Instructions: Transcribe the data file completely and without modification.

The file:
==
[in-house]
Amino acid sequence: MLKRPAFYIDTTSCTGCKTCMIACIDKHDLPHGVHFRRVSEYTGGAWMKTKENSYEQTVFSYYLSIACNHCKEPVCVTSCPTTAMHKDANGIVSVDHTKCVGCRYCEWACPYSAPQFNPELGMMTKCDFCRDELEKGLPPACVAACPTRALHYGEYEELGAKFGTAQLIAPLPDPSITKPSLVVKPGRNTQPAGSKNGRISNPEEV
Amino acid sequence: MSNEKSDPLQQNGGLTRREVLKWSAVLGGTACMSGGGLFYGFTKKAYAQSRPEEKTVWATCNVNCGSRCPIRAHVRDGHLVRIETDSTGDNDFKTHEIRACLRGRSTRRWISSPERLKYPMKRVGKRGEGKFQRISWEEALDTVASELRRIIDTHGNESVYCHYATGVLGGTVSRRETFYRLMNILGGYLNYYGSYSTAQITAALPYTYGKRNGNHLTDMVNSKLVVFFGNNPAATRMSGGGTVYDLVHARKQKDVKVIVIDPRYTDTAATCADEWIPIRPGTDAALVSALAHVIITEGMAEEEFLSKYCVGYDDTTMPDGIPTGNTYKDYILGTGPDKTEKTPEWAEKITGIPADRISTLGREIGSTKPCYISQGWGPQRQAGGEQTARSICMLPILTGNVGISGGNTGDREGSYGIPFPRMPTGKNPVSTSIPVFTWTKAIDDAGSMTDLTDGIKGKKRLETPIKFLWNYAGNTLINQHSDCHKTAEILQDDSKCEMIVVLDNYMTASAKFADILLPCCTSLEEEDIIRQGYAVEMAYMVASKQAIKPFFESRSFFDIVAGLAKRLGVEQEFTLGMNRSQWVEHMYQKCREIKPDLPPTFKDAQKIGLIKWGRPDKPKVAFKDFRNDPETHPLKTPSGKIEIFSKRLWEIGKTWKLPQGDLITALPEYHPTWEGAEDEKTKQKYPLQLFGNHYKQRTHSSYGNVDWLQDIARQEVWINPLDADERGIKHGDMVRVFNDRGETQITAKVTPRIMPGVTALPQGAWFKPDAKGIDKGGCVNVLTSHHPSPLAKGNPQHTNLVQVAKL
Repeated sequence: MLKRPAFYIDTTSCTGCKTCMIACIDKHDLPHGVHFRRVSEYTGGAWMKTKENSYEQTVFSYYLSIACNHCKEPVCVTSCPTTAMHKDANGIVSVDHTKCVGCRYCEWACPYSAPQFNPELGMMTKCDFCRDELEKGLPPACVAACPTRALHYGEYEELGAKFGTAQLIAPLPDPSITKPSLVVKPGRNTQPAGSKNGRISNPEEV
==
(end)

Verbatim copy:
[in-house]
Amino acid sequence: MLKRPAFYIDTTSCTGCKTCMIACIDKHDLPHGVHFRRVSEYTGGAWMKTKENSYEQTVFSYYLSIACNHCKEPVCVTSCPTTAMHKDANGIVSVDHTKCVGCRYCEWACPYSAPQFNPELGMMTKCDFCRDELEKGLPPACVAACPTRALHYGEYEELGAKFGTAQLIAPLPDPSITKPSLVVKPGRNTQPAGSKNGRISNPEEV
Amino acid sequence: MSNEKSDPLQQNGGLTRREVLKWSAVLGGTACMSGGGLFYGFTKKAYAQSRPEEKTVWATCNVNCGSRCPIRAHVRDGHLVRIETDSTGDNDFKTHEIRACLRGRSTRRWISSPERLKYPMKRVGKRGEGKFQRISWEEALDTVASELRRIIDTHGNESVYCHYATGVLGGTVSRRETFYRLMNILGGYLNYYGSYSTAQITAALPYTYGKRNGNHLTDMVNSKLVVFFGNNPAATRMSGGGTVYDLVHARKQKDVKVIVIDPRYTDTAATCADEWIPIRPGTDAALVSALAHVIITEGMAEEEFLSKYCVGYDDTTMPDGIPTGNTYKDYILGTGPDKTEKTPEWAEKITGIPADRISTLGREIGSTKPCYISQGWGPQRQAGGEQTARSICMLPILTGNVGISGGNTGDREGSYGIPFPRMPTGKNPVSTSIPVFTWTKAIDDAGSMTDLTDGIKGKKRLETPIKFLWNYAGNTLINQHSDCHKTAEILQDDSKCEMIVVLDNYMTASAKFADILLPCCTSLEEEDIIRQGYAVEMAYMVASKQAIKPFFESRSFFDIVAGLAKRLGVEQEFTLGMNRSQWVEHMYQKCREIKPDLPPTFKDAQKIGLIKWGRPDKPKVAFKDFRNDPETHPLKTPSGKIEIFSKRLWEIGKTWKLPQGDLITALPEYHPTWEGAEDEKTKQKYPLQLFGNHYKQRTHSSYGNVDWLQDIARQEVWINPLDADERGIKHGDMVRVFNDRGETQITAKVTPRIMPGVTALPQGAWFKPDAKGIDKGGCVNVLTSHHPSPLAKGNPQHTNLVQVAKL
Repeated sequence: MLKRPAFYIDTTSCTGCKTCMIACIDKHDLPHGVHFRRVSEYTGGAWMKTKENSYEQTVFSYYLSIACNHCKEPVCVTSCPTTAMHKDANGIVSVDHTKCVGCRYCEWACPYSAPQFNPELGMMTKCDFCRDELEKGLPPACVAACPTRALHYGEYEELGAKFGTAQLIAPLPDPSITKPSLVVKPGRNTQPAGSKNGRISNPEEV